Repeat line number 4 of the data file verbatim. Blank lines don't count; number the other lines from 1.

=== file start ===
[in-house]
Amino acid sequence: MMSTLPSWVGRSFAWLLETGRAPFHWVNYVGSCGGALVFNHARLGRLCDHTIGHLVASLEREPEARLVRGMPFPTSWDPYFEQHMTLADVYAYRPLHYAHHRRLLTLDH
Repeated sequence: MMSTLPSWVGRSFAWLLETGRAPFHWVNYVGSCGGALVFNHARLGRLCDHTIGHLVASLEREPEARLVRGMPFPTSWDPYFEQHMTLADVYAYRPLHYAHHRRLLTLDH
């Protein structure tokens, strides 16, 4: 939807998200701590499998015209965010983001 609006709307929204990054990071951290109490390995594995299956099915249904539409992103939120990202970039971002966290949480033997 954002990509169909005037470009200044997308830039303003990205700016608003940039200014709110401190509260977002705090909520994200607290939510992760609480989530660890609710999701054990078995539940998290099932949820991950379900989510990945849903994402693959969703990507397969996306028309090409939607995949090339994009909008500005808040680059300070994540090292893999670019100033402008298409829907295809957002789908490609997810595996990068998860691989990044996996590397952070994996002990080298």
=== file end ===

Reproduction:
């Protein structure tokens, strides 16, 4: 939807998200701590499998015209965010983001 609006709307929204990054990071951290109490390995594995299956099915249904539409992103939120990202970039971002966290949480033997 954002990509169909005037470009200044997308830039303003990205700016608003940039200014709110401190509260977002705090909520994200607290939510992760609480989530660890609710999701054990078995539940998290099932949820991950379900989510990945849903994402693959969703990507397969996306028309090409939607995949090339994009909008500005808040680059300070994540090292893999670019100033402008298409829907295809957002789908490609997810595996990068998860691989990044996996590397952070994996002990080298």